Theodor Neubauer and Magnus Poser stamp -- Stamps of the GDR #33
Theodor Neubauer and Magnus Poser stamp, 1970 -- Stamps of the GDR #33
Neubauer and Poser were German Communists who worked and organized against the Nazis inside Germany under the most extreme and dangerous conditions. Men of tremendous courage they both were imprisoned by the Nazis soon after they took power and released only to restart their resistance activities including forming a Communist resistance cell centred around Jena.
In the end both were arrested again by the Gestapo and subsequently executed. The dates of their killings are on the stamp. In the German Democratic Republic they were regarded as heroes of the anti-fascist struggle. Magnus Poser's home in Jena was turned into a museum dedicated to his life which, disgracefully, was closed after the counter-revolution of 1989. A medal of bravery was named after Neubauer after 1959 in the GDR. This award also ended with the counter-revolution.
From the Great Soviet Encyclopedia (1979):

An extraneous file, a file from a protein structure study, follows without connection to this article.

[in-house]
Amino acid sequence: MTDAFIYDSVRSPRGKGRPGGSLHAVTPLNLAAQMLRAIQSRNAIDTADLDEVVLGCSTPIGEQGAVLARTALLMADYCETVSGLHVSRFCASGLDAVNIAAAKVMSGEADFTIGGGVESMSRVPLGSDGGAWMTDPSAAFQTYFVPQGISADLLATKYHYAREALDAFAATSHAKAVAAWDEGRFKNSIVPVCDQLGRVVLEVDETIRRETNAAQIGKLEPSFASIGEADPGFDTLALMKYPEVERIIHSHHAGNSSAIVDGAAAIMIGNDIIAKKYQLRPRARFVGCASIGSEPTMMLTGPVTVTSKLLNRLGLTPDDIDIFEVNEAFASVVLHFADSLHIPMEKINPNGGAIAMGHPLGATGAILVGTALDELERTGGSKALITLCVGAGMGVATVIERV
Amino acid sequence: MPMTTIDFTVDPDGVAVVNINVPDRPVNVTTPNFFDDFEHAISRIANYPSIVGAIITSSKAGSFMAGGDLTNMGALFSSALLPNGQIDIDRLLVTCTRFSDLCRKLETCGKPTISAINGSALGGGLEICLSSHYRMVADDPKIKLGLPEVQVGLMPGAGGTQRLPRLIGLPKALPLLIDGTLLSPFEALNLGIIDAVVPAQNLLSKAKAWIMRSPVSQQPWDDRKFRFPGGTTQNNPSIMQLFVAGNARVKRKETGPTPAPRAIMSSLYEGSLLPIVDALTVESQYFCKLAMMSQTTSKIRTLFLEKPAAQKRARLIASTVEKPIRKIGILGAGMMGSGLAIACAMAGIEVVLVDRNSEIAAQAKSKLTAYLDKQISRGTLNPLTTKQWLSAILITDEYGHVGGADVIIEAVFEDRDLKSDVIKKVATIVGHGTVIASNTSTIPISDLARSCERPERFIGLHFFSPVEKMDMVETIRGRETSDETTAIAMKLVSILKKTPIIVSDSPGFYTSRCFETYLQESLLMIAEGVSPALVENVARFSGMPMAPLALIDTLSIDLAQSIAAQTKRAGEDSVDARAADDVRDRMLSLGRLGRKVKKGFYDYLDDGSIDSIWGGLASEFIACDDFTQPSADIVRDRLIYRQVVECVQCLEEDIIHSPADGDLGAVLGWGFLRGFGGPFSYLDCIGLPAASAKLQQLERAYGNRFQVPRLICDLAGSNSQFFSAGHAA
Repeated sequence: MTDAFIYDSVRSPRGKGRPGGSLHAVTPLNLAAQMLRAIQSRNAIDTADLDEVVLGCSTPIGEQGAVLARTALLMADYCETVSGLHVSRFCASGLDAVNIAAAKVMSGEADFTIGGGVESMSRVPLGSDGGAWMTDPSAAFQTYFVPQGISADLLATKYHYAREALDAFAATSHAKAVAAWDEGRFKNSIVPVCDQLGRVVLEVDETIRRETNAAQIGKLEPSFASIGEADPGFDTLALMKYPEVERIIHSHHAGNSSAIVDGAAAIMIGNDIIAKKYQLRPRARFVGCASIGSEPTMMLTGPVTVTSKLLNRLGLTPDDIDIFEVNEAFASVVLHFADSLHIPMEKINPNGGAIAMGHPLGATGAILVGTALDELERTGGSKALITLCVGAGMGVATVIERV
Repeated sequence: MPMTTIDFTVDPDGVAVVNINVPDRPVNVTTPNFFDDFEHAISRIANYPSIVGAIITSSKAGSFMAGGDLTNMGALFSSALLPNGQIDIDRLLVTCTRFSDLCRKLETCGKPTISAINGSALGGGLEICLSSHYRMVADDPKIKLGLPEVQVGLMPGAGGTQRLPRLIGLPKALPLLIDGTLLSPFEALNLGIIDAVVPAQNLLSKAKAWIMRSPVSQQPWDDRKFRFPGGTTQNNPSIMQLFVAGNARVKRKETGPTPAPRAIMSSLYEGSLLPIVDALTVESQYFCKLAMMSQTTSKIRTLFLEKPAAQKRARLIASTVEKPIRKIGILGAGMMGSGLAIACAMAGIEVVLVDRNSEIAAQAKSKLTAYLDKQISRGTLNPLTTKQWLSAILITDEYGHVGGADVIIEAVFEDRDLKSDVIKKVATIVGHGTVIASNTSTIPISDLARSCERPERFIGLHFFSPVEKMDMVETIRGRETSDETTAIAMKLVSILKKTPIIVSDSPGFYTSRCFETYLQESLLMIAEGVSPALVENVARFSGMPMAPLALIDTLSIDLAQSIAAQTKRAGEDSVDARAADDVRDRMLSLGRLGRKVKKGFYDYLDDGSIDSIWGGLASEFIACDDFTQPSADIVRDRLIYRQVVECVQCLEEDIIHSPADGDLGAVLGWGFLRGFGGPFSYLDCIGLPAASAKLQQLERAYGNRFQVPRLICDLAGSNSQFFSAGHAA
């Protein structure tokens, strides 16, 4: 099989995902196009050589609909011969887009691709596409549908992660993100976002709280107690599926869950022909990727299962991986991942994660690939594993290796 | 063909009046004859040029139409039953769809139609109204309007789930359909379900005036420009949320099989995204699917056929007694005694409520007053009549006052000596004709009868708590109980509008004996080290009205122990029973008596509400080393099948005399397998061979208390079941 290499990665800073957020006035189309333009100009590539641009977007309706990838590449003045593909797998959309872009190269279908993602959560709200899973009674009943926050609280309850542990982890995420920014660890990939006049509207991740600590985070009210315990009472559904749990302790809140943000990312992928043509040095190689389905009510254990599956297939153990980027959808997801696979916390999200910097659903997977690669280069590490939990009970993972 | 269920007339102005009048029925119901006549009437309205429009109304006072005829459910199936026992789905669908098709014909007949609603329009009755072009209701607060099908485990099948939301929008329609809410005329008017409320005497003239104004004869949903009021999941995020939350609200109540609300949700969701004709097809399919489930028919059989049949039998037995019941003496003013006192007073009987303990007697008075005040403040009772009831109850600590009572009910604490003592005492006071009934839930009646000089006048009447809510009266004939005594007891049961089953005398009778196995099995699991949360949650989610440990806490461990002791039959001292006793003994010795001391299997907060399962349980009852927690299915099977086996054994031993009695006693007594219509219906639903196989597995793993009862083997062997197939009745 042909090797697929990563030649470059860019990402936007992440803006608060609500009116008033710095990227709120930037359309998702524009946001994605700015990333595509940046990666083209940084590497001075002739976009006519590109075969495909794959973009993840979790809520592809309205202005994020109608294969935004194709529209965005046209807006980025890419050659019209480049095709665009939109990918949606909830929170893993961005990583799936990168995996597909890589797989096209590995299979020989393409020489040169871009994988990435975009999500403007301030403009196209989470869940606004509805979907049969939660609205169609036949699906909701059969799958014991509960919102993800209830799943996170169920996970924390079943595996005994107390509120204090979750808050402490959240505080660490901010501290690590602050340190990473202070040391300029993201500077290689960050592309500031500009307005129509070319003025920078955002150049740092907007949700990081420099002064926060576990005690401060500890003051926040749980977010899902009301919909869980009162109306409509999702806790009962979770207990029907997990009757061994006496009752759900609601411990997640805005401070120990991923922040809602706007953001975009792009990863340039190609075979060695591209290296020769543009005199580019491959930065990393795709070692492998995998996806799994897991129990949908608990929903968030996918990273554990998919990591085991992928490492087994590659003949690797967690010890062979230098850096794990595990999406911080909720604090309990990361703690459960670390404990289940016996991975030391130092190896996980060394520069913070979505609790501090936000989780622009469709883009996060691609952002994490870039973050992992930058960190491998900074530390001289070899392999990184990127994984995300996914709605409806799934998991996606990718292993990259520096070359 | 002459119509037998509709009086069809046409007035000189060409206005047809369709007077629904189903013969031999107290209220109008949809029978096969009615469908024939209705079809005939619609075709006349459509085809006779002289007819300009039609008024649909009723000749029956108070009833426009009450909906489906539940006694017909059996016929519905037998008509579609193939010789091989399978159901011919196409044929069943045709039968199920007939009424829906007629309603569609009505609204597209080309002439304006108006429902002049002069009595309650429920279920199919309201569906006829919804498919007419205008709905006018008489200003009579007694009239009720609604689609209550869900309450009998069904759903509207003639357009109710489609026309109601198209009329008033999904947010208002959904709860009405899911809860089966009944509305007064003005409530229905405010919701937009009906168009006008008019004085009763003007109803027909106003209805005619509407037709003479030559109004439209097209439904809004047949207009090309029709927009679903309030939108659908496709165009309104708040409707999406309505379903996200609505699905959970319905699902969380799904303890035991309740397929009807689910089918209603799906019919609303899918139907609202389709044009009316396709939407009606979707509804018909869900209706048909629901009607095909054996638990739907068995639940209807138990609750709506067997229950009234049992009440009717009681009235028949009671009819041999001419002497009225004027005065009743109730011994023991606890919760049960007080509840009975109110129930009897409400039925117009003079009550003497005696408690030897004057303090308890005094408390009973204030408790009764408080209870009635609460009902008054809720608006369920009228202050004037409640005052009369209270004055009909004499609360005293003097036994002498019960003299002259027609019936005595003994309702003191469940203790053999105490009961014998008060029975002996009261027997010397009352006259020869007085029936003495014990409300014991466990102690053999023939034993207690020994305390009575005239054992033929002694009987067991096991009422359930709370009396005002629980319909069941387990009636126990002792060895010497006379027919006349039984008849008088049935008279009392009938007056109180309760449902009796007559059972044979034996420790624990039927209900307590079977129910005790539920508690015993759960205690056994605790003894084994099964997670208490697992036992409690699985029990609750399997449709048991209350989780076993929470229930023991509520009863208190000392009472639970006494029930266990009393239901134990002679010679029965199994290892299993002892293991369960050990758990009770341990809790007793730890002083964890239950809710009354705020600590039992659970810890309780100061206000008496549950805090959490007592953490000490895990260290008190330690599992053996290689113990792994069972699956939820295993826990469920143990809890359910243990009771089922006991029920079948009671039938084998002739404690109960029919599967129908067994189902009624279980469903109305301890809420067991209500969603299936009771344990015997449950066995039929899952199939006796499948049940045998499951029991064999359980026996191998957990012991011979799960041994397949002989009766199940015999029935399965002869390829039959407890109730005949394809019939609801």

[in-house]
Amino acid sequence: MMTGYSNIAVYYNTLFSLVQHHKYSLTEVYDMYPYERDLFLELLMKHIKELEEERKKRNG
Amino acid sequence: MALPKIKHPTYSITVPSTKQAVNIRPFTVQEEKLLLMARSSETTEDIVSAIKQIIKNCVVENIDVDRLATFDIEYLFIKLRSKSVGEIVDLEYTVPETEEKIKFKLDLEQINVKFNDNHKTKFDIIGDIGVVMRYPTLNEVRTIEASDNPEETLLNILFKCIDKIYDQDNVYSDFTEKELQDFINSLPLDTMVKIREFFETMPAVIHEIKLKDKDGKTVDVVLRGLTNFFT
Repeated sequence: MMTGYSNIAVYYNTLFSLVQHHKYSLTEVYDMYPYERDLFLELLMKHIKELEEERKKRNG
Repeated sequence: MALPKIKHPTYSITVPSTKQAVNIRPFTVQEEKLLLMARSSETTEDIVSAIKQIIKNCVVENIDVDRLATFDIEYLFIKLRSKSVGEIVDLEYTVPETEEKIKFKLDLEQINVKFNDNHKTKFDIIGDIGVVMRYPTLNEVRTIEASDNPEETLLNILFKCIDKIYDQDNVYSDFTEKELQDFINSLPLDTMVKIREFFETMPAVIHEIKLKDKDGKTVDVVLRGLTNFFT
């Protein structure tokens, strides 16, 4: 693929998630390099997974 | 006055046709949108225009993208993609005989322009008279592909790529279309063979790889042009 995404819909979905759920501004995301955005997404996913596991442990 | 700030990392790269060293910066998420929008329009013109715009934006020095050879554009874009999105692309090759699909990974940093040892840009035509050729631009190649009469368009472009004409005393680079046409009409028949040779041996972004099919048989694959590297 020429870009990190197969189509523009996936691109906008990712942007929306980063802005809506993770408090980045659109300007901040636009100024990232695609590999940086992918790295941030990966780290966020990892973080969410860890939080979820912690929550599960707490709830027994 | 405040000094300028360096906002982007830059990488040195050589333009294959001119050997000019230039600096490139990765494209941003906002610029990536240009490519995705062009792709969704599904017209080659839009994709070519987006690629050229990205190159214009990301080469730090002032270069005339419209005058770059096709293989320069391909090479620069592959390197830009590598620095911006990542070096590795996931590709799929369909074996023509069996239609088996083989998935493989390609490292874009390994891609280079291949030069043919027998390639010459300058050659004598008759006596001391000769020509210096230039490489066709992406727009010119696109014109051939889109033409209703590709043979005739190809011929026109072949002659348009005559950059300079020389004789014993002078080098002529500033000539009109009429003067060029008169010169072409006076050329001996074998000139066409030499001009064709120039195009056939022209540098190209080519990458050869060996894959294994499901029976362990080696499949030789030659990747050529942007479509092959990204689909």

Born Dec. 12, 1890, in Ermschwerd; died Feb. 5, 1945, in Brandenburg. A leader of the German labor movement.
Neubauer was a teacher by profession. He was a member of the Independent Social Democratic Party of Germany from 1918 to 1920 and then joined the Communist Party of Germany (CPG). He was a deputy to the Landtag of Thuringia from 1921 to 1923 and to the German Reichstag from 1924 to 1933. In 1933, when the fascists came to power, he was placed in a concentration camp. After his release in 1939, Neubauer headed a clandestine antifascist organization in Thuringia, which soon became one of the largest in the country. He was a member of the central operational underground leadership of the CPG. Neubauer was arrested by the Gestapo in July 1944 and later executed.